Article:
It is finally warming up here. I should be elated, but I find that warmth has turned the snow to mud. Except for right by the front door–our main entry way is always shaded, and continues to be a slippery death trap. The house feels cramped and boring after this cold winter. Even the dog seems lethargic.
I have been in need of color and something creative to do, so this morning I tried ice art. I saw something similar to this online a few weeks ago somewhere–I can’t for the life of me find the page again, but a quick search pulled up dozens of other moms and teachers who’ve done the same thing. And I found this cool video of salt melting ice in slow motion. Some recommend using liquid water colors which can enhance the melting, but I used just plain old food coloring.
This is an easy activity for ages 4 to 12, and there is much room for personal touches and creative exploration. You’ll need some rock salt (I tried other kinds too–rock salt is definitely best), food coloring, water, and water-holding containers. It will also come in handy to have a tray (rimmed baking sheet) to contain the melting ice water and the water or food coloring–throwing an old towel onto your work surface might also be a good idea. I also used paper towels to guide the colored drops, which was fun. You can do this indoors or out–I did it outside because I needed the sunlight, but this is hardly required.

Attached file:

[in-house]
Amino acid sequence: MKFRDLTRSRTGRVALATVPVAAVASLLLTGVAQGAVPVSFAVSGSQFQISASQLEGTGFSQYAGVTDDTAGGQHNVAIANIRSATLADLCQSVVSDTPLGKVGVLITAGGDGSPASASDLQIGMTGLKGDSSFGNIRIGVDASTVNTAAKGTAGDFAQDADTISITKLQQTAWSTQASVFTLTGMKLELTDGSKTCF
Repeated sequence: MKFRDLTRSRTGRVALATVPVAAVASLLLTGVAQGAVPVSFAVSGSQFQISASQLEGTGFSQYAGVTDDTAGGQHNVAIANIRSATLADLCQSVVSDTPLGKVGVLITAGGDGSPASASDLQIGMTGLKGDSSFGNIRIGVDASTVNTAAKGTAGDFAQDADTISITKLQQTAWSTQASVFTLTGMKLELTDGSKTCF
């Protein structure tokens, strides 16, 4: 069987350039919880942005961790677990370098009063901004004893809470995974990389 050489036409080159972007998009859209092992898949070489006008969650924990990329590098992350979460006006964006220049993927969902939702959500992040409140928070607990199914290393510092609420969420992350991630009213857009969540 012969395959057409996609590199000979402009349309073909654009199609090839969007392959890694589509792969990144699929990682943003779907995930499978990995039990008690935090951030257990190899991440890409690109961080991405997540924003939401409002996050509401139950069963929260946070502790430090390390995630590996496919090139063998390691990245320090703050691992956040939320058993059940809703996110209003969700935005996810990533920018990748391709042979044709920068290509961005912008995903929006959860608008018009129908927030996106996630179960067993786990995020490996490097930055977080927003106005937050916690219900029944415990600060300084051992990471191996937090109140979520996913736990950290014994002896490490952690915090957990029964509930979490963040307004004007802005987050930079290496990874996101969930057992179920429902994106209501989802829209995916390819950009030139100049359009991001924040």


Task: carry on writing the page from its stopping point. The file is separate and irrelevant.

What’s great about this little activity is the perfect overlap of creativity and art with questioning and ‘scientific’ discovery. With a little encouragement from you, all sorts of questions can be asked and explored, even while beautiful art is created. Why does ice melt? Does the salt make the ice melt faster? Why? Do we use salt to melt ice anywhere else in our lives? Does one kind of salt work better than another?
To begin, freeze water in several differently shaped vessels the day before… this would be a great extension to the frozen water balloons if you want. Tall cups, muffin tins, tupperwares of different sizes, and any number of other containers would work as well. I recommend taller containers so that the salt and food coloring can make their way down a long path. I used muffin tins, but wished I’d done it in a drinking glass.
Once the water is frozen, remove your block of ice from its container and drop some rock salt on the top. You can experiment with spreading them around, putting a few pieces all together, or whatever else suits your fancy. Now walk away for a half an hour (if you can)
The salt will slowly works its way into your block of ice, creating channels and cracks, and beautiful fissures. If you want, you can add a little more salt as the first bit dissolves. Or turn your ice block over and put some on the other side as well. You can use regular salt too–the effect is very different as you get lots of very small channels, but it is just as interesting.
When you can’t wait any longer, add drops of food coloring to the holes that the salt has created and watch it works its way into all of the nooks and crannies created by the salt. The process is beautiful and fluid. You can watch the colors work their way through the ice. Hold your creation up the the light for a beautiful sun-catcher. Mix two colors together. Use an eyedropper just because they’re fun.
And if your blocks get wet enough as the salt melts the ice you can refreeze them together by pressing the wet surfaces to each other and letting them sit for a little bit.
Need even more excitement? Get a chisel and small hammer and crack open your creations when you’re done (sunglasses or other eye protection would be a good idea here). Stick them on a snow man, or the snow fort in the backyard for decoration. Most of all, have fun!